6. The learned Senior Counsel appearing for the Respondent referred to the Office Memorandum issued by the Union Territory to argue that there is a clear indication from the Memorandum that there is no exclusion of Scheduled Tribes of other States from being considered for appointment to a public post in the reserved category. The local candidates were given the benefit of weightage which applies to Scheduled Tribes as well. Amongst the four candidates who were found eligible and who participated in the written examination, the Respondent secured the highest marks and was eligible for being appointed in the unreserved post according to the law laid down by this Court. Even as per the Office Memorandum dated 26.12.2013, which pertains to the direct recruitment in group ‘C’ posts, the Scheduled Tribe candidates who were selected on their own merit without relaxed standards shall be appointed in the posts earmarked for the open category.
The learned Senior Counsel argued that it is settled law that a resident of the Union Territory is entitled to be considered for appointment to the public post as a reserved category candidate. He cannot be deprived of the status as a member of a reserved category candidate only on the ground that he is a migrant. It was submitted that there is no doubt that the Respondent had been residing in the Union Territory for six years before the date of the advertisement. He referred to the judgment of this Court in Bir Singh (supra) to argue that the law laid down in Pushpa’s (supra) case has not been disturbed.
7. By the Constitution (Dadra and Nagar Haveli) Scheduled Tribes Order, 1962, the President declared “Dhodia” caste as a Scheduled Tribe in relation to the Union Territory of Dadra and Nagar Haveli regarding members thereof who are residents in that Union Territory. A circular was issued by the Appellants on 10.07.1995 by which the benefit of reservation in Government offices for Scheduled Castes/ Scheduled Tribes candidates would continue in respect of persons who were appointed prior to 01.01.1990 and a separate decision shall be taken for future appointments. Persons belonging to Scheduled Castes/ Scheduled Tribes domiciled in the Union Territory Administration of Dadra and Nagar Haveli are to be considered for appointment to public posts in reserved categories as per the Office Memorandum dated 01.09.2006.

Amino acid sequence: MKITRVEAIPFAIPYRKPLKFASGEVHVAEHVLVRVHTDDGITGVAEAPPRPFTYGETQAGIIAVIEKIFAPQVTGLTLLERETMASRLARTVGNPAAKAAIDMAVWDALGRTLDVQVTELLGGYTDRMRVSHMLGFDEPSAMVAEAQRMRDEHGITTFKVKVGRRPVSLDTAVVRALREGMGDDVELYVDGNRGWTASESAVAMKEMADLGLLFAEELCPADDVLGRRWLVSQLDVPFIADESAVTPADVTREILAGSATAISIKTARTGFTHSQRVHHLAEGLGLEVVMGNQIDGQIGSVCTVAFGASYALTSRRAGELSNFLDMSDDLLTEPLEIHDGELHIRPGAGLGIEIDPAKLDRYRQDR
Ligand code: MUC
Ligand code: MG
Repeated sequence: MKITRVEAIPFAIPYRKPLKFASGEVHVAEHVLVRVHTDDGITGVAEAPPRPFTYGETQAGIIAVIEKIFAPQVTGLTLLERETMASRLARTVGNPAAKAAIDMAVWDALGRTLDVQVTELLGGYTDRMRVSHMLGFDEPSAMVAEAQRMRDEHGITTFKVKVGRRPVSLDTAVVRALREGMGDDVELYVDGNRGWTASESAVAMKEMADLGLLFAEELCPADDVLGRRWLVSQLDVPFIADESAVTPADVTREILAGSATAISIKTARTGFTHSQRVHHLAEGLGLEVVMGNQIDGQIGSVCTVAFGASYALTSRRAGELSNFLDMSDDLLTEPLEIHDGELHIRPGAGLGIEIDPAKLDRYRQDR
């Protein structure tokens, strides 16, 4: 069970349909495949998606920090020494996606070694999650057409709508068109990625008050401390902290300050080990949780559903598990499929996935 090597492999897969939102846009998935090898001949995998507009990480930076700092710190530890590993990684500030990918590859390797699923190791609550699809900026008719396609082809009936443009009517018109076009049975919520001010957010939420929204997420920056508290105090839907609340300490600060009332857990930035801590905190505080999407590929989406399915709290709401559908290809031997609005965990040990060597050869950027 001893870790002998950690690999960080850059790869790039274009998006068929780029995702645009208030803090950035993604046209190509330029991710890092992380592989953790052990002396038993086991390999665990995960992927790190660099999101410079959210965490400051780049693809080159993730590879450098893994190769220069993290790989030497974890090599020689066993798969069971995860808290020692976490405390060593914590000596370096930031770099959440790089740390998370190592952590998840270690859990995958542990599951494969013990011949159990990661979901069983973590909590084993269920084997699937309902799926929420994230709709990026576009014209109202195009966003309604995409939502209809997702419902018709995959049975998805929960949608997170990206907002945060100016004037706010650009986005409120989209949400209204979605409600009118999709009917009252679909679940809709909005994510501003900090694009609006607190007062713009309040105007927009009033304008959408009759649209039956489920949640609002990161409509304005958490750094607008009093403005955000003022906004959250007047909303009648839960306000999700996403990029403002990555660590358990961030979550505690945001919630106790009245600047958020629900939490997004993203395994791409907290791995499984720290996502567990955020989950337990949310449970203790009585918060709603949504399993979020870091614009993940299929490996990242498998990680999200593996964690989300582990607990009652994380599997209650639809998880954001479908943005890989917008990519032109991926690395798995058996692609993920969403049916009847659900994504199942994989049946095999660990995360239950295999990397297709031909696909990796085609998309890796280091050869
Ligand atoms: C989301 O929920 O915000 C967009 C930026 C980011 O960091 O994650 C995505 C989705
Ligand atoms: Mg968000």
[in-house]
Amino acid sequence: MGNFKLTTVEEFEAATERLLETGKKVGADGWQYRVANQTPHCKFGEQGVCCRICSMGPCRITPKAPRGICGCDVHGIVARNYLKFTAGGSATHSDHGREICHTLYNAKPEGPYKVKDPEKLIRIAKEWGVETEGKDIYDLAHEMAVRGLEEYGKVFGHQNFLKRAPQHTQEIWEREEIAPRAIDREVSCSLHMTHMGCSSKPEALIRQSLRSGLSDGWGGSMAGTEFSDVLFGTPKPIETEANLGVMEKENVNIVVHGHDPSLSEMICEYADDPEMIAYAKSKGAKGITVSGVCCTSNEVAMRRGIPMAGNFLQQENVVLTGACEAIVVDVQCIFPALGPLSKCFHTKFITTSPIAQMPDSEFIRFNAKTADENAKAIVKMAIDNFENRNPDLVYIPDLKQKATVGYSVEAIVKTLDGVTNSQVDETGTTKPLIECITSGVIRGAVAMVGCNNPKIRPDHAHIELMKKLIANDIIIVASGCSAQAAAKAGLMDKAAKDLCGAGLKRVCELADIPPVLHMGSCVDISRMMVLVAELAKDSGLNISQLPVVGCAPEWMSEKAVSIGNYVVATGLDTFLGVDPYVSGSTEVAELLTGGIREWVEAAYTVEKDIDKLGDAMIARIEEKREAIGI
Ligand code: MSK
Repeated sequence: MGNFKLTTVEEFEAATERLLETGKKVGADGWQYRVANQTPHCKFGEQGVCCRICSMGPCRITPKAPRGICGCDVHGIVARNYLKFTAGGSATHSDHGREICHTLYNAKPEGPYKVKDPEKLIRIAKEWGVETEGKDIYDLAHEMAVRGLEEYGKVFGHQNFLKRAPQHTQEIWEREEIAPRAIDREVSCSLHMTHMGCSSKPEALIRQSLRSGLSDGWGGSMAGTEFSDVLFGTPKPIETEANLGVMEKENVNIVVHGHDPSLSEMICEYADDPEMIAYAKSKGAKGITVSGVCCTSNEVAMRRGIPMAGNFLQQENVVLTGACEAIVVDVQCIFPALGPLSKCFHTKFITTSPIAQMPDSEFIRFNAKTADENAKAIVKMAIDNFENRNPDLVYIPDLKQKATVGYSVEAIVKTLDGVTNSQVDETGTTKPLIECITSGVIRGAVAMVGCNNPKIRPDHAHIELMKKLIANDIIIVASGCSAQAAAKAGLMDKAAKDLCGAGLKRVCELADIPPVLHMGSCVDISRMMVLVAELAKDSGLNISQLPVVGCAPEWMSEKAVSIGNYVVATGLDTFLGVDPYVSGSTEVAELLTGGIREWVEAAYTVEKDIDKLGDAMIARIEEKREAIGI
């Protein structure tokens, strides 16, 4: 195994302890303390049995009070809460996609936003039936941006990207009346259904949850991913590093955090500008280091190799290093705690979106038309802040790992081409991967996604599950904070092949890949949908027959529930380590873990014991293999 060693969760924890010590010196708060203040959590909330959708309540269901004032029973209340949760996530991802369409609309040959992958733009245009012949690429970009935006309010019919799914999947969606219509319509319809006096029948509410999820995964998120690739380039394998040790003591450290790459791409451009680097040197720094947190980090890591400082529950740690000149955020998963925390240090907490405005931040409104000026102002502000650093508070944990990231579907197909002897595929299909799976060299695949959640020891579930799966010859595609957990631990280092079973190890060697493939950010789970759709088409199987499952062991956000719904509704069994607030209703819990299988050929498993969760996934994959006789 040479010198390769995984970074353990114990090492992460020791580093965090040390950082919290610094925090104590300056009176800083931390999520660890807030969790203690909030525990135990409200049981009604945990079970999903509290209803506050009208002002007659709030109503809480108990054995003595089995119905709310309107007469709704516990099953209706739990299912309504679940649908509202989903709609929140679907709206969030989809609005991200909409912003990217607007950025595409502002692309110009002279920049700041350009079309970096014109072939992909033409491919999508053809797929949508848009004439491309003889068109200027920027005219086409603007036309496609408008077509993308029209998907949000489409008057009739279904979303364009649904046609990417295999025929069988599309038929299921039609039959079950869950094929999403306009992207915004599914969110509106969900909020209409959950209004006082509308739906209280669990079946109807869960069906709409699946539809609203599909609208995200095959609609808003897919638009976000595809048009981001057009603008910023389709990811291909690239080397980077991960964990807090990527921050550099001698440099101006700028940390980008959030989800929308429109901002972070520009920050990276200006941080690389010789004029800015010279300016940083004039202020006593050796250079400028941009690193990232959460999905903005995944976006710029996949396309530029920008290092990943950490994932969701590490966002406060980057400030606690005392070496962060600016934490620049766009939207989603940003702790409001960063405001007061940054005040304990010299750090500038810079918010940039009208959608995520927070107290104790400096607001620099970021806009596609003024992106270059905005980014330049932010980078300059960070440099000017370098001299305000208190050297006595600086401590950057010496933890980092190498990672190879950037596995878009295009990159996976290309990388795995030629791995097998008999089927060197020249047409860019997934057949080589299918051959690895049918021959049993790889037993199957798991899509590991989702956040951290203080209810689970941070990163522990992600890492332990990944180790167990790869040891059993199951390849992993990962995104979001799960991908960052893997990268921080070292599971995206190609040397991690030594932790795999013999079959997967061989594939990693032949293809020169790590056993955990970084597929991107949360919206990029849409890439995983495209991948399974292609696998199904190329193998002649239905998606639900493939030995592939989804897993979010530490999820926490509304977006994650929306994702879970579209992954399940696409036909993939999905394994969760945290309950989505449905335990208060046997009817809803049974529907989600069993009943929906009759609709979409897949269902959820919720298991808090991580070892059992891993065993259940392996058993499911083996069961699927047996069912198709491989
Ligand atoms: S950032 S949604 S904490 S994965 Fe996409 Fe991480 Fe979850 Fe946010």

The said notification was in respect of direct recruitments to group ‘C’ and ‘D’ posts. While reiterating that the benefit of reservation for appointment to public posts shall be restricted to those castes/ tribes included in the notification applicable to the Union Territory, in the Letter to the Ministry of Home Affairs dated 13.09.2013, it was conveyed that priority/preference shall be given to the locals. It is not disputed that the said priority shall be applicable to candidates belonging to open category as well as reserved categories. The Government of India approved the said proposal regarding weightage/preference to local people in direct recruitment in respect of Group ‘B’, ‘C’ and ‘D’ posts. The Government of India was of the opinion that exclusive reservation for local people would be unconstitutional.